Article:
I had a slightly back-handed compliment the other day. Former Pirate Party UK leader, Andrew Robinson, commented on Twitter, “For any PPUK people who automatically assume Conservatives = The Bad Guys, follow @MarkGoodge (& read his blog) for a pleasant surprise.” Now, I’m no abolitionist as far as Intellectual Property is concerned, and I certainly don’t endorse the entire PPUK manifesto, so I’m maybe not entirely a friend either, but I’ll still take any praise on offer.
Robinson’s comment, though, touches on a serious point. It’s widely perceived that Conservatives are opposed to any reform of copyright which reduces the power of rights holders. Even though this government has shown itself receptive to sensible proposals for reform, I detect a certain feeling even among my Conservative colleagues and acquaintances that this is being driven by the LibDem side of the coalition.
I think this is mistaken. There are a number of very good reasons why the centre-right should be at the forefront of Intellectual Property reform. As it happens, this has been recognised by the Prime Minister, whose “exam question” set in the commissioning of the Hargreaves review, “Could it be true that laws designed more than three centuries ago with the express purpose of creating economic incentives for innovation by protecting creators’ rights are today obstructing innovation and economic growth?” was answered by Professor Hargreaves with an unreserved “Yes”.
David Cameron’s question and Professor Hargreaves’ response are at the heart of why I campaign for copyright reform. While it suits the traditional media businesses to portray campaigners for reform as digital anarchists and freeloaders (and, to be fair, some campaigners really do belong in those categories), the reality is that the biggest motive for change isn’t the desire of a bunch of cheapskate teenagers to get music, movies and games for free. The reasons we need change to Intellectual Property laws are because the current laws are stifling innovation, hindering research, restricting the choice of consumers and adding to the costs of businesses.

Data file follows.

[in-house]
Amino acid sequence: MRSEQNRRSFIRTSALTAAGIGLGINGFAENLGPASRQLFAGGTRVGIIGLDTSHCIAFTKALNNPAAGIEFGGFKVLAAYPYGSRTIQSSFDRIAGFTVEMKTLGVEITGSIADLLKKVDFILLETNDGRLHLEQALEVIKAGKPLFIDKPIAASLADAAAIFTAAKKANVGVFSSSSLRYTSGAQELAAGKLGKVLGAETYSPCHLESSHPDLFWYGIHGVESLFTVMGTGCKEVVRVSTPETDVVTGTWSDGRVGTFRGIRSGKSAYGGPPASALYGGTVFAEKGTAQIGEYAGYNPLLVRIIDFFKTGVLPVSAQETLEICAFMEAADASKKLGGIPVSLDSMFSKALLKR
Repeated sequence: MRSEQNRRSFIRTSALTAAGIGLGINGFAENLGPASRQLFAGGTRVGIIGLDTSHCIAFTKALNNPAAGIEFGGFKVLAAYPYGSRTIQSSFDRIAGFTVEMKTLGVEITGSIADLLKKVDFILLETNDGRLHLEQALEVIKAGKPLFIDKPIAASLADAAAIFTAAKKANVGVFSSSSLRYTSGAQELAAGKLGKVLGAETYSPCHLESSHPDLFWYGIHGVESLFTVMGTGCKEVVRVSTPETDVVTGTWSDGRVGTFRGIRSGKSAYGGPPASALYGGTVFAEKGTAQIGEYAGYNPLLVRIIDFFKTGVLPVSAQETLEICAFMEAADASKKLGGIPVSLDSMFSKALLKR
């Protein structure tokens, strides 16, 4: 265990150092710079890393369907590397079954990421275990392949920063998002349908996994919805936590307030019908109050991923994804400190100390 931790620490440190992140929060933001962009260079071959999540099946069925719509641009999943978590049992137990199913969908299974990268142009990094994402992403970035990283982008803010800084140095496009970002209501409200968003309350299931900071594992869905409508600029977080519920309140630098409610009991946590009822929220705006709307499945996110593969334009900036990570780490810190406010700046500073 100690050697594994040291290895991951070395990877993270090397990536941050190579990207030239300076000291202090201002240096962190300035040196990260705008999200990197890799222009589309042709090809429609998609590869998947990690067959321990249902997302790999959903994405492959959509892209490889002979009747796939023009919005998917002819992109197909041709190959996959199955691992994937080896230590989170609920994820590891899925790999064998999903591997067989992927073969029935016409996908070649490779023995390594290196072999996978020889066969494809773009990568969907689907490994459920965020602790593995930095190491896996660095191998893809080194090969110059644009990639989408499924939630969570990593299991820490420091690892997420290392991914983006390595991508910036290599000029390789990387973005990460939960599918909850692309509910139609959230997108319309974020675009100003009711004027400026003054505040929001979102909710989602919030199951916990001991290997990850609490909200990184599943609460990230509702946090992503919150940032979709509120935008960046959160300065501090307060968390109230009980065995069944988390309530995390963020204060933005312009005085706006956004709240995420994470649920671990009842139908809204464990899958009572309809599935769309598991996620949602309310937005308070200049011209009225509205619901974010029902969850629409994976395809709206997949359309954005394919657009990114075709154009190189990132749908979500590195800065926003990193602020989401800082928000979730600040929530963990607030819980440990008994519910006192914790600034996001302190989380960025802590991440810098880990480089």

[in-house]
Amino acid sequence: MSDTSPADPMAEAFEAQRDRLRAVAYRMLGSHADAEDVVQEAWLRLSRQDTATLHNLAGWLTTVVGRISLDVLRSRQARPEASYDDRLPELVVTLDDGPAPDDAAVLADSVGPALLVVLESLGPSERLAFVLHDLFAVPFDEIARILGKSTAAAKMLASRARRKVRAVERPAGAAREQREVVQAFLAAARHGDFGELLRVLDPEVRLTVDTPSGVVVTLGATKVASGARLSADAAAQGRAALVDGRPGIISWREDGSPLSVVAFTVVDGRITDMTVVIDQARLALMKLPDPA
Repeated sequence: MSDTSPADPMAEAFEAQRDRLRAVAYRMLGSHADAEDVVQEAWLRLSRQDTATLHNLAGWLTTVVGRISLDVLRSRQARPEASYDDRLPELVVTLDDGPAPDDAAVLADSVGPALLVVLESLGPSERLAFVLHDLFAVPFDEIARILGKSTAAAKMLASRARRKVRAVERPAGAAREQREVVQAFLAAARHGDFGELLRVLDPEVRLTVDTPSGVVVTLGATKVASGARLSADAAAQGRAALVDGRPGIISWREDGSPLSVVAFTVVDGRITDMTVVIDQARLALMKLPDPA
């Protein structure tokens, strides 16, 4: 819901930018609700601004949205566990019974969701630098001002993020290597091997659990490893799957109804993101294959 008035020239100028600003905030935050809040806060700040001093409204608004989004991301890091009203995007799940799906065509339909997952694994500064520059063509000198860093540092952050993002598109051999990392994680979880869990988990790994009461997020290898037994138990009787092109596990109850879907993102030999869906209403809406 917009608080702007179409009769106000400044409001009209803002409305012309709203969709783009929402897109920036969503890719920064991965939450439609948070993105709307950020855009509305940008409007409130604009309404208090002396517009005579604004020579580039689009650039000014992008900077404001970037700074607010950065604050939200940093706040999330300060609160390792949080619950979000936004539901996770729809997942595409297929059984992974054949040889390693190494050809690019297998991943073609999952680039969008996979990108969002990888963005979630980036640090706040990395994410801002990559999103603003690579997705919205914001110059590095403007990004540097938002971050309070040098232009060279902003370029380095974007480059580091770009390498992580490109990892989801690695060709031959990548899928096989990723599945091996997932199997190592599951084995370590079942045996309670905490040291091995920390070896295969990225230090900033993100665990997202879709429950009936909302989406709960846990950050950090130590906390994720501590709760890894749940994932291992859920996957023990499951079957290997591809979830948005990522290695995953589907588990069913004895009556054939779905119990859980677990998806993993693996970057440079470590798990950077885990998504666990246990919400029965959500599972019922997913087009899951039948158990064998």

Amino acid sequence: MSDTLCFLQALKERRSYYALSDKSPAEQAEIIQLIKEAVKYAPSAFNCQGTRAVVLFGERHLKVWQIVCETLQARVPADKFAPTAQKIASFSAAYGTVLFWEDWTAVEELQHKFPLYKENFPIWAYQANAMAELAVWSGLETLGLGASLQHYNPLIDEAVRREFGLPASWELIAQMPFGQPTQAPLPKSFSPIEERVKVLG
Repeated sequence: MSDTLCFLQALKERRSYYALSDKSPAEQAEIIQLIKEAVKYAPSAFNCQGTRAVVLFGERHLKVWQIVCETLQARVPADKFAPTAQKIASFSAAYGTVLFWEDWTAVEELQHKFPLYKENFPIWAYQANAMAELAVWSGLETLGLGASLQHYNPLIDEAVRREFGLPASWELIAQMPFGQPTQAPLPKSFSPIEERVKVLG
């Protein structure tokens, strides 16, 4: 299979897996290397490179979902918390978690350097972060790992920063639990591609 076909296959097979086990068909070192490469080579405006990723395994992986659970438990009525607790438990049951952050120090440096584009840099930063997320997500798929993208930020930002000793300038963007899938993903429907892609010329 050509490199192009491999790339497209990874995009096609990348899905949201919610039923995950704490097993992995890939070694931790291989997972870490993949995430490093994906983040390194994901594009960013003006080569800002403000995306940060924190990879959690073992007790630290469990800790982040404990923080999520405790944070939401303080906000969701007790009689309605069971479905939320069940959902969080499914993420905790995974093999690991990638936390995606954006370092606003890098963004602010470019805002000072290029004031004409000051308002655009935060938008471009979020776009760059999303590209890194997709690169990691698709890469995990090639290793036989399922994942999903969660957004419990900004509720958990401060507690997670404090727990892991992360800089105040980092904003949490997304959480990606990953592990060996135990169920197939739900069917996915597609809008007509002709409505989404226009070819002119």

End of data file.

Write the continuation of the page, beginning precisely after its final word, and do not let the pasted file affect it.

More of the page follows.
One of the biggest misconceptions about copyright is that it protects the creative sector (by which we generally mean record labels, film studios, etc) from the effects of what is popularly termed “piracy” – that is, filesharing and free downloading which infringes the creators’ rights – and, because the creative sector is a strong contributor to the economy, copyright laws must be designed with the creative sector in mind. That was certainly the view taken by the previous government, and led directly to the creation of the Digital Economy Act (DEA). Papers released in response to a Freedom of Information request have shown just how determined Lord Mandelson, as Business Secretary, was to ensure that the law reflected the desires of the record companies.
What was ignored by Mandelson, though, is the cost to other sectors of the economy of laws which favour the media industry. BT – unarguably one of the most successful privatisations by the 1980s Conservative administration – has been in the forefront of opposition to the DEA, pointing out that the costs of implementing it will inevitably have to be passed on to consumer and business customers, whether they engage in large scale copyright infringement or not. And, as Professor Hargreaves points out, there is practically no independent evidence to support the record companies’ assertion that filesharing is a major source of lost revenue (a point backed up by, possibly rather surprisingly, a recent report from PRS) or that it has any cost to the economy as a whole.